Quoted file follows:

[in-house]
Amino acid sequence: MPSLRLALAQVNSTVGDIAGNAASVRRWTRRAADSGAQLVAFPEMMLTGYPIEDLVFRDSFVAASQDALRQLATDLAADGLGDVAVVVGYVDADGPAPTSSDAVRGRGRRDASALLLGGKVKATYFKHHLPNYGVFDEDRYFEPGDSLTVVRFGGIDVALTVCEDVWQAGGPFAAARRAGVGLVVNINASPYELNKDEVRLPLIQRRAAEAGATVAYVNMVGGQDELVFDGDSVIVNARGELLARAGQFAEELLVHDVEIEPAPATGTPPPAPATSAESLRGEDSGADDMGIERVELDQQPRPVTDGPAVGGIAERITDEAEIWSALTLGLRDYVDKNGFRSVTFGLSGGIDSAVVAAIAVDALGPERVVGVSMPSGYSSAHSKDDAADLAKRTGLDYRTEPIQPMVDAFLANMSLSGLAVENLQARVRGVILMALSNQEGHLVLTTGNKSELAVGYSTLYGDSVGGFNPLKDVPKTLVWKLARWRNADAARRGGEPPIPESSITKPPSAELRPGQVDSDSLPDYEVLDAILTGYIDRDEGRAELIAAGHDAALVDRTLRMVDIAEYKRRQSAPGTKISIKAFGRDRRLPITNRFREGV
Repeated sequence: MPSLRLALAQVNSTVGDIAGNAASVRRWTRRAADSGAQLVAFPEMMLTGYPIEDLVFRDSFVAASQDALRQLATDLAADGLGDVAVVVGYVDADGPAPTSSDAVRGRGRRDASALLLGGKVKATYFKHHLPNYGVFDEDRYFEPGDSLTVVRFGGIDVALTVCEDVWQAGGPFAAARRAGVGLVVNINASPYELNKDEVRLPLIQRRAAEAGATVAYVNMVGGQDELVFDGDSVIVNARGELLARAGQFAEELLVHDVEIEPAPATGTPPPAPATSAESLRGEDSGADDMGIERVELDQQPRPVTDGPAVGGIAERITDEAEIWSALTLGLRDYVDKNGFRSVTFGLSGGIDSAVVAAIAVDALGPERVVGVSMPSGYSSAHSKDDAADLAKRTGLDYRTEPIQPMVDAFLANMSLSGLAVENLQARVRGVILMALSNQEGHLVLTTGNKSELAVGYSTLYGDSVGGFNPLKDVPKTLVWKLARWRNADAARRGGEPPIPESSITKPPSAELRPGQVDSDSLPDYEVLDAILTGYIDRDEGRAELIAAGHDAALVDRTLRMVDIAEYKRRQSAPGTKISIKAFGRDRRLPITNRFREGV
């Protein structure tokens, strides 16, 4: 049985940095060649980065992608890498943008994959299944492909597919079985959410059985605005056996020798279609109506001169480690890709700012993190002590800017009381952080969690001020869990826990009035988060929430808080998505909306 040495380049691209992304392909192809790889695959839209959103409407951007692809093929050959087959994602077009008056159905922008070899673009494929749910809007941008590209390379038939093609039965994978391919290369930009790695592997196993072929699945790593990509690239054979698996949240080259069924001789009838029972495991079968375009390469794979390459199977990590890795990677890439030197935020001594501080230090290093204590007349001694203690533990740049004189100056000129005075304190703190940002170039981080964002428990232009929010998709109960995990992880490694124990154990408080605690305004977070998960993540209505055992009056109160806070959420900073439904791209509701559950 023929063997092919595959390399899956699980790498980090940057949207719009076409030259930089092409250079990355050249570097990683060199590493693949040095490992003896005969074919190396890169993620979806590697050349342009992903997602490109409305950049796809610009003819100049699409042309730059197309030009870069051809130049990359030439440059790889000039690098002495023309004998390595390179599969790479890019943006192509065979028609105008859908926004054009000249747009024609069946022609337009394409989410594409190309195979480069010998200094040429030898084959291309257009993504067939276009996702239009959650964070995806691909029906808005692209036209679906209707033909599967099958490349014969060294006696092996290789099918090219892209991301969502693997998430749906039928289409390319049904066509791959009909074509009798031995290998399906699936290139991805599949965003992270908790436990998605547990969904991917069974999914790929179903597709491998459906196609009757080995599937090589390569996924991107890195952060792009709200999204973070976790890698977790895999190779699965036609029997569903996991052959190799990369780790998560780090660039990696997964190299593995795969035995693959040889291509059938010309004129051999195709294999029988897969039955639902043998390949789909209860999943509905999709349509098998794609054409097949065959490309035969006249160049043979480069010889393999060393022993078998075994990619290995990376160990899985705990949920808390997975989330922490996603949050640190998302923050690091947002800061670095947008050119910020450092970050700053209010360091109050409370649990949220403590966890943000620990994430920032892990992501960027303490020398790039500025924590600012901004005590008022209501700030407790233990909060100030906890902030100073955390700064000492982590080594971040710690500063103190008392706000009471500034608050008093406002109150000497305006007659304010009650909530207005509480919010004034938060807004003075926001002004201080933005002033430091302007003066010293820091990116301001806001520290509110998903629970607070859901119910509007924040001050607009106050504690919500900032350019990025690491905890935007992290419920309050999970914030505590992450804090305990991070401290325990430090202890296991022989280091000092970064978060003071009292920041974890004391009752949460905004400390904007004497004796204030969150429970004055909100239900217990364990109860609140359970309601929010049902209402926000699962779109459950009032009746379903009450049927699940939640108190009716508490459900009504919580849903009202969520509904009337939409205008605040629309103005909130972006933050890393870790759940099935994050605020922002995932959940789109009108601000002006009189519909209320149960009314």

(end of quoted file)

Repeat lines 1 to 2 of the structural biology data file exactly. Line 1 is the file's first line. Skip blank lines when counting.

[in-house]
Amino acid sequence: MPSLRLALAQVNSTVGDIAGNAASVRRWTRRAADSGAQLVAFPEMMLTGYPIEDLVFRDSFVAASQDALRQLATDLAADGLGDVAVVVGYVDADGPAPTSSDAVRGRGRRDASALLLGGKVKATYFKHHLPNYGVFDEDRYFEPGDSLTVVRFGGIDVALTVCEDVWQAGGPFAAARRAGVGLVVNINASPYELNKDEVRLPLIQRRAAEAGATVAYVNMVGGQDELVFDGDSVIVNARGELLARAGQFAEELLVHDVEIEPAPATGTPPPAPATSAESLRGEDSGADDMGIERVELDQQPRPVTDGPAVGGIAERITDEAEIWSALTLGLRDYVDKNGFRSVTFGLSGGIDSAVVAAIAVDALGPERVVGVSMPSGYSSAHSKDDAADLAKRTGLDYRTEPIQPMVDAFLANMSLSGLAVENLQARVRGVILMALSNQEGHLVLTTGNKSELAVGYSTLYGDSVGGFNPLKDVPKTLVWKLARWRNADAARRGGEPPIPESSITKPPSAELRPGQVDSDSLPDYEVLDAILTGYIDRDEGRAELIAAGHDAALVDRTLRMVDIAEYKRRQSAPGTKISIKAFGRDRRLPITNRFREGV